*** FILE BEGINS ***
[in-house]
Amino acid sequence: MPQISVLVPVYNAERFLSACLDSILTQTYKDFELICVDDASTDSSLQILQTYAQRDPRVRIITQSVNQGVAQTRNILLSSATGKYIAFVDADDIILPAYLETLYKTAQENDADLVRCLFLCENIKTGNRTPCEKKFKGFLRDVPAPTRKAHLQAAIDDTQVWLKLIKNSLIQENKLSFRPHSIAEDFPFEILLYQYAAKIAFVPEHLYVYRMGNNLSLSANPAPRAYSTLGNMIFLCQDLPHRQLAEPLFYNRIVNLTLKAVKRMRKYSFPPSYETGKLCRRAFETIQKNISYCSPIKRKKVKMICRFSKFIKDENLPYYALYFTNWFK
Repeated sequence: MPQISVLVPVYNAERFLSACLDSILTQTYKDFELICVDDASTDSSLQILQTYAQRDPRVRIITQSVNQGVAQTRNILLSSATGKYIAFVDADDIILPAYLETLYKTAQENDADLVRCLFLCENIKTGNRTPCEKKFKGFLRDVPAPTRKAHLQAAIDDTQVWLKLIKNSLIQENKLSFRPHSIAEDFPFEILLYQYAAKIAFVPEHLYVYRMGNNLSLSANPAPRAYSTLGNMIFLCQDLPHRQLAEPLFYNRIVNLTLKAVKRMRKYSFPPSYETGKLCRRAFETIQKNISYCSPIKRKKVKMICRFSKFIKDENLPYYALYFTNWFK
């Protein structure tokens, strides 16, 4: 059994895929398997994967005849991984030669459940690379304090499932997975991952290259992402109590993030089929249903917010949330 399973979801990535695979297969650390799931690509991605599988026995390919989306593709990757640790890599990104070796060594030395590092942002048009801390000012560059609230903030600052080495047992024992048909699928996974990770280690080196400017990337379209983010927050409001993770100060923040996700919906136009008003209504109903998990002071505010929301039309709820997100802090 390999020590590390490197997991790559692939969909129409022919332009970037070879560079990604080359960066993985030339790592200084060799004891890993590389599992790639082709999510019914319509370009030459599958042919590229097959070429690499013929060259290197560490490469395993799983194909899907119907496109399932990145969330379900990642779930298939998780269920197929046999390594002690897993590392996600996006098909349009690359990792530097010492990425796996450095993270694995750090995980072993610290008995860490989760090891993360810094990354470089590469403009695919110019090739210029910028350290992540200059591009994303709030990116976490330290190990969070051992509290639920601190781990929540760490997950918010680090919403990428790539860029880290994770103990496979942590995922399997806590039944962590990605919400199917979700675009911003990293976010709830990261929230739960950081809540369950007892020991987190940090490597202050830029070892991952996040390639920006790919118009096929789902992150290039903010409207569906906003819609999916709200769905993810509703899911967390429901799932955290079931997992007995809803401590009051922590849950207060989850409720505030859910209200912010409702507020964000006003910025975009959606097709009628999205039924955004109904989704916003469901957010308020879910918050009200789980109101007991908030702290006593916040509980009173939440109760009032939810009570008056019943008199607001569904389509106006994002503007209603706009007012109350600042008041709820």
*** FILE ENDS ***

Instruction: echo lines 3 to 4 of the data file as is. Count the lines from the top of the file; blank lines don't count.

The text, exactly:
Repeated sequence: MPQISVLVPVYNAERFLSACLDSILTQTYKDFELICVDDASTDSSLQILQTYAQRDPRVRIITQSVNQGVAQTRNILLSSATGKYIAFVDADDIILPAYLETLYKTAQENDADLVRCLFLCENIKTGNRTPCEKKFKGFLRDVPAPTRKAHLQAAIDDTQVWLKLIKNSLIQENKLSFRPHSIAEDFPFEILLYQYAAKIAFVPEHLYVYRMGNNLSLSANPAPRAYSTLGNMIFLCQDLPHRQLAEPLFYNRIVNLTLKAVKRMRKYSFPPSYETGKLCRRAFETIQKNISYCSPIKRKKVKMICRFSKFIKDENLPYYALYFTNWFK
């Protein structure tokens, strides 16, 4: 059994895929398997994967005849991984030669459940690379304090499932997975991952290259992402109590993030089929249903917010949330 399973979801990535695979297969650390799931690509991605599988026995390919989306593709990757640790890599990104070796060594030395590092942002048009801390000012560059609230903030600052080495047992024992048909699928996974990770280690080196400017990337379209983010927050409001993770100060923040996700919906136009008003209504109903998990002071505010929301039309709820997100802090 390999020590590390490197997991790559692939969909129409022919332009970037070879560079990604080359960066993985030339790592200084060799004891890993590389599992790639082709999510019914319509370009030459599958042919590229097959070429690499013929060259290197560490490469395993799983194909899907119907496109399932990145969330379900990642779930298939998780269920197929046999390594002690897993590392996600996006098909349009690359990792530097010492990425796996450095993270694995750090995980072993610290008995860490989760090891993360810094990354470089590469403009695919110019090739210029910028350290992540200059591009994303709030990116976490330290190990969070051992509290639920601190781990929540760490997950918010680090919403990428790539860029880290994770103990496979942590995922399997806590039944962590990605919400199917979700675009911003990293976010709830990261929230739960950081809540369950007892020991987190940090490597202050830029070892991952996040390639920006790919118009096929789902992150290039903010409207569906906003819609999916709200769905993810509703899911967390429901799932955290079931997992007995809803401590009051922590849950207060989850409720505030859910209200912010409702507020964000006003910025975009959606097709009628999205039924955004109904989704916003469901957010308020879910918050009200789980109101007991908030702290006593916040509980009173939440109760009032939810009570008056019943008199607001569904389509106006994002503007209603706009007012109350600042008041709820």